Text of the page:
In a world which seems united in its uncertainty about Asia, reader polling by Wealth Manager offers this statistically improbable but oddly appropriate factoid: for the nine months up to end-January, private client managers were exactly split between those over and underweight emerging market (EM) equity.

While the numbers for benchmark-neutral dipped in the Q1 2017 survey, from 50% to 41%, those taking a positive or negative view remained mirror-images of the other on 29.4% apiece. The wisdom of the crowd, on this particular occasion, appears to be a collective shrug of mystification.

On the one hand, recent upgrades to global growth – with the International Monetary Fund (IMF) in January upping its 2017 forecast from 2.3% to 3.1% – have delivered a jolt of optimism to the region’s exporters, with some credible spectators suggesting the risk to full year earnings-per-share forecasts of between 12%-14% are, if anything, to the upside.

On the other, Donald Trump. And underlying the most recent unwelcome outbreak of anxiety about a potential retreat from globalisation, there is still the reasonable fear that China’s opaque and over-leveraged economy, a regional bellwether, may be about to fall over. So how to walk the line?      

‘An aggressive directional bet on regional equities should be avoided until we have some clarity about Trump’s trade policies and/or the likely magnitude of China’s economic slowdown,’ said Adam Wolfe, Asia specialist at global asset analyst the Macro Research Board. 

‘There are two major reasons to hesitate. President Trump could still upend global supply chains by pursuing anti-trade policies, and China’s economy is likely to slow more than investors appear to expect over the next six months. Either outcome would weigh on regional earnings and investor sentiment.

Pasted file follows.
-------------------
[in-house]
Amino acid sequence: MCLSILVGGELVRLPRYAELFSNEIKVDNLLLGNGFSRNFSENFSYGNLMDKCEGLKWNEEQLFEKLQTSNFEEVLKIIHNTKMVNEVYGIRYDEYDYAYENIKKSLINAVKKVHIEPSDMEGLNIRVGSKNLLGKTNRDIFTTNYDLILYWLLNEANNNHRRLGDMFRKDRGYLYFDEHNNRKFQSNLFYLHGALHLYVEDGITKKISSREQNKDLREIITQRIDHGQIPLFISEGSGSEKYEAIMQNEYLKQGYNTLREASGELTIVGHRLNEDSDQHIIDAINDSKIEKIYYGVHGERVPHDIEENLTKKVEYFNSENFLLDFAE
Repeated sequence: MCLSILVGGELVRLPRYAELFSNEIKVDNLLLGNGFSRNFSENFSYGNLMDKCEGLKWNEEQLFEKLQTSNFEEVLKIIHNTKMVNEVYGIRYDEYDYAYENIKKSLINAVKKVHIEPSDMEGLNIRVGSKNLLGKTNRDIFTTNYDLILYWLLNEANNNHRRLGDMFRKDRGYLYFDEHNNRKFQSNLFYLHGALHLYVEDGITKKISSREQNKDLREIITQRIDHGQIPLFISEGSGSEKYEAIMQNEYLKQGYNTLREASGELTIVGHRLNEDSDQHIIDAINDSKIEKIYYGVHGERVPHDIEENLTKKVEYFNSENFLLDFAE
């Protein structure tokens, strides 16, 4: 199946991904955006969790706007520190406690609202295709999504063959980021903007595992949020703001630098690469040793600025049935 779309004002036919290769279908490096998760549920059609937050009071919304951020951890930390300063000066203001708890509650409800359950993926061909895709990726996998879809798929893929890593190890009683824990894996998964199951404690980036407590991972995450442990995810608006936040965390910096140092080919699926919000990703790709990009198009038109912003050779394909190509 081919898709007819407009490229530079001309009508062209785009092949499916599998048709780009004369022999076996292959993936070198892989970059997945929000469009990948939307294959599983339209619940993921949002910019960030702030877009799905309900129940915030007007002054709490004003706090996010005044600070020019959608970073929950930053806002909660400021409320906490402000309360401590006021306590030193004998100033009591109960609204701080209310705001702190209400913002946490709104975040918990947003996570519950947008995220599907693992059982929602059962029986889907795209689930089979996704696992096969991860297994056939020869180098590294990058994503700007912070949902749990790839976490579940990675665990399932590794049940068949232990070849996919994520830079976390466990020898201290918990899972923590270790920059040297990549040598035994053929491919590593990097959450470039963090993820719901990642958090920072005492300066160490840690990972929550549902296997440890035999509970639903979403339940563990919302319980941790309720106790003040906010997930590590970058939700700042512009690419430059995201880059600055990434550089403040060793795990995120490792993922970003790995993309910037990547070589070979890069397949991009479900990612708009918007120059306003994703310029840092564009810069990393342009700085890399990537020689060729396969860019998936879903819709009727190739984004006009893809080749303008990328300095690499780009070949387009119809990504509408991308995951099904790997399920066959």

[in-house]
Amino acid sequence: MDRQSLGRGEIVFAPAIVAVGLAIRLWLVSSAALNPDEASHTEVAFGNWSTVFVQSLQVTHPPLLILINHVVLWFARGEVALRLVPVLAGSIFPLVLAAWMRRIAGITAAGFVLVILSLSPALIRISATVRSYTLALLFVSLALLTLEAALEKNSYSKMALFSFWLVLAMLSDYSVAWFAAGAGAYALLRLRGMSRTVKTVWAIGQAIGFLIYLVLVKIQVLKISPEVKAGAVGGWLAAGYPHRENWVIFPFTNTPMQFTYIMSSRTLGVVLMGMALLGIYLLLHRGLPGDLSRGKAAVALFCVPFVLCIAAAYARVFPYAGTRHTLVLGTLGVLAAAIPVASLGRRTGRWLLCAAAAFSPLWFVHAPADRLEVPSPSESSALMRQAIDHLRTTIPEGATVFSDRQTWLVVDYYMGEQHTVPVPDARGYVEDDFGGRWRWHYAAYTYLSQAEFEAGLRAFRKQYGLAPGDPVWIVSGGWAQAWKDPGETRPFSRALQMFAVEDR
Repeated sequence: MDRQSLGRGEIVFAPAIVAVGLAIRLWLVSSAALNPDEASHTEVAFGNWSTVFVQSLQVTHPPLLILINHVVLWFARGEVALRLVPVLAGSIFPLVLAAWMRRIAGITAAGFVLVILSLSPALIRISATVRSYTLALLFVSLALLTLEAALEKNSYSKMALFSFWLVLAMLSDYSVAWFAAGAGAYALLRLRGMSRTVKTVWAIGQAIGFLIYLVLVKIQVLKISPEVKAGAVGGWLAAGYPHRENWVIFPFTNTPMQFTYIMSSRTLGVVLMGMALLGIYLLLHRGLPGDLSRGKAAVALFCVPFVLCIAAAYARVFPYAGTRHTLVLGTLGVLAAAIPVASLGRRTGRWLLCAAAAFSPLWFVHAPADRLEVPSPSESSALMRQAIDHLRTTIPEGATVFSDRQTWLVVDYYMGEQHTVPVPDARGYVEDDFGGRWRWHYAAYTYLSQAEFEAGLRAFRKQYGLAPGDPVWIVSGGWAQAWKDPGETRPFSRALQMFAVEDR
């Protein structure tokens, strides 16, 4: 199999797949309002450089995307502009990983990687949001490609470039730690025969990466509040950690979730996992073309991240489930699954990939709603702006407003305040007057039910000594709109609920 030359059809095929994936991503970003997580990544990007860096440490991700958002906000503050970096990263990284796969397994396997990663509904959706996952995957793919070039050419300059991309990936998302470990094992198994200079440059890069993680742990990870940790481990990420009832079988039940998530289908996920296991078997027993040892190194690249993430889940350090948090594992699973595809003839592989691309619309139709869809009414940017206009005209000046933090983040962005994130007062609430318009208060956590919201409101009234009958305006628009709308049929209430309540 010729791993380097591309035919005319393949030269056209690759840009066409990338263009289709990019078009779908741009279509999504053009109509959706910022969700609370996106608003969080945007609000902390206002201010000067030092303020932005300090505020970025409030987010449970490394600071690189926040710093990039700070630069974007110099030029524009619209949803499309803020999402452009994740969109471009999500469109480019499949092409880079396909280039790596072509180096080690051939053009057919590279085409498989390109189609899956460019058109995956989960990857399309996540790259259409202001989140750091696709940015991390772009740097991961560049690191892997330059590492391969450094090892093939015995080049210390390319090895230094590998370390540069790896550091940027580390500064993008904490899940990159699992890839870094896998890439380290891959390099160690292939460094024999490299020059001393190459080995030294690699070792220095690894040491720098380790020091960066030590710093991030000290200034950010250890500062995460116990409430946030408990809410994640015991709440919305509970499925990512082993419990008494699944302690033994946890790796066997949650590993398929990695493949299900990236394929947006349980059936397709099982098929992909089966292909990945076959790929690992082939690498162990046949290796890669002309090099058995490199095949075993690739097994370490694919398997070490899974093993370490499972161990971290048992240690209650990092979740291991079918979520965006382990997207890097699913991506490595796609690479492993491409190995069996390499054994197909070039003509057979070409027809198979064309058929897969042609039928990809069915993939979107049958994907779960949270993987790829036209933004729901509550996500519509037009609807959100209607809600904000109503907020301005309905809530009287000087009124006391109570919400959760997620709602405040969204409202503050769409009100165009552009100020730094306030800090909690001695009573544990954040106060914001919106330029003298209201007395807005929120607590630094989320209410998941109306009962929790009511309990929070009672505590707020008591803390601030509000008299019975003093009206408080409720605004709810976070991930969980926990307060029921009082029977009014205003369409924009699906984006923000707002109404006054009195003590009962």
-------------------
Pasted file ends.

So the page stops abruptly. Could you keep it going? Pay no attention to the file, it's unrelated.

‘Still, we recommend overweighting financials in most trade-oriented economies and those in which the government is pursuing structural reforms. Defensives should likewise be held at neutral until there is more clarity about the risks to global growth.’

The reluctance to fully bail on regional exposure looks justified by the fair amount of bad news already priced in. Compared to the global benchmark, a relative 20% discount to Asian forward PE multiples provides some cushion against headwinds, as does a 30% discount on price-to-book, despite offering broadly similar returns on equity. Wolfe tipped the non-China dependent economies of India, Indonesia, Korea and Taiwan as safest bets, held on moderate overweights.

While attempting to accurately divine the various conflicting tides bubbling beneath the Chinese economy is beyond the scope of this column, it is also worth noting that the country may not be as precariously balanced as the most reflexively negative assessments suggest. 

Recent rapid credit expansion has suggested that policymakers are tweaking rather than tightening with UBS saying in a recent note the immediate outlook was one of limited ‘policy calibration’.

While the Chinapocalypse remains pending, portfolio positioning remains accommodative to an upward revision of risk assessment.

A total of $1 trillion in global equity funds cut their underweight position in Asian equity to the lowest point in two years in February, according to Bank of America Merrill Lynch’s quant analysis team, but their $8 billion in regional equity purchases recorded since early December still leaves them $24 billion below a benchmark weighting.

‘From a top-down view, we are more confident than any point in the past five years that Asian and EM earnings growth is likely to surprise the consensus’ 12-14% growth substantially positively in 2017,’ said BoAML Hong Kong-based equity strategist Ajay Singh Kapur. 

‘We have been sceptical of the usual 10-15% EPS growth projection in the prior five years. Not so for 2017. Our own leading indicators suggest around 20% EPS growth this year for Asia ex-Japan. 

‘In the next two years, both national capex/GDP and the listed private sector’s capex/sales ratios are projected to fall simultaneously. This is important. The decline in National capex/GDP should boost EBIT [earnings before interest and tax] margins, the projected decline in private sector capex/sales should directly increase free cash flow available to shareholders (and creditors).

‘We expect free cash flow in Asia ex-Japan to more than double from an estimated $157 billion in 2016 to $339 billion in 2018. Operating cash flow should rise from $611 billion to $752 billion, while capex is projected to drop from $454 billion to $413 billion.

‘Industrials, utilities, telcos, energy and technology lead the projected free cash flow torrent, with the Philippines, China and India in the lead.’